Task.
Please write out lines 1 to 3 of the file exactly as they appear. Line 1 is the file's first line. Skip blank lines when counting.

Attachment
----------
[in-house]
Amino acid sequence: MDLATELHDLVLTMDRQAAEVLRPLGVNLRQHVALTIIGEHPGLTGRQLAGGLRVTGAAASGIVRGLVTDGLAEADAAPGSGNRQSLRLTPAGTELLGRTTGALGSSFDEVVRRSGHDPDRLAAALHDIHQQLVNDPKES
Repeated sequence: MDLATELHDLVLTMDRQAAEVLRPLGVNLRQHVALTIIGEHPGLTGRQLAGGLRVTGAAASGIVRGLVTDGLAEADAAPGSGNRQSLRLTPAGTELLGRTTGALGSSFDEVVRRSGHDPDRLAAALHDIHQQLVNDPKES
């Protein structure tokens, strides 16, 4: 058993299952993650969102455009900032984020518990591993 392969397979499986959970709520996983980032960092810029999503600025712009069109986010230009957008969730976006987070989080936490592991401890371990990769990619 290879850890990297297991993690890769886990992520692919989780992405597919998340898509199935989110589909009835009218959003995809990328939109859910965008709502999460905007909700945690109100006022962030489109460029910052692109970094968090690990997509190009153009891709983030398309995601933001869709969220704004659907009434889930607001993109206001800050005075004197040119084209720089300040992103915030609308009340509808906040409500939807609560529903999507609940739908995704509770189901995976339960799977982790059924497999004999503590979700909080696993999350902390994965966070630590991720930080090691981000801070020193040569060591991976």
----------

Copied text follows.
[in-house]
Amino acid sequence: MDLATELHDLVLTMDRQAAEVLRPLGVNLRQHVALTIIGEHPGLTGRQLAGGLRVTGAAASGIVRGLVTDGLAEADAAPGSGNRQSLRLTPAGTELLGRTTGALGSSFDEVVRRSGHDPDRLAAALHDIHQQLVNDPKES
Repeated sequence: MDLATELHDLVLTMDRQAAEVLRPLGVNLRQHVALTIIGEHPGLTGRQLAGGLRVTGAAASGIVRGLVTDGLAEADAAPGSGNRQSLRLTPAGTELLGRTTGALGSSFDEVVRRSGHDPDRLAAALHDIHQQLVNDPKES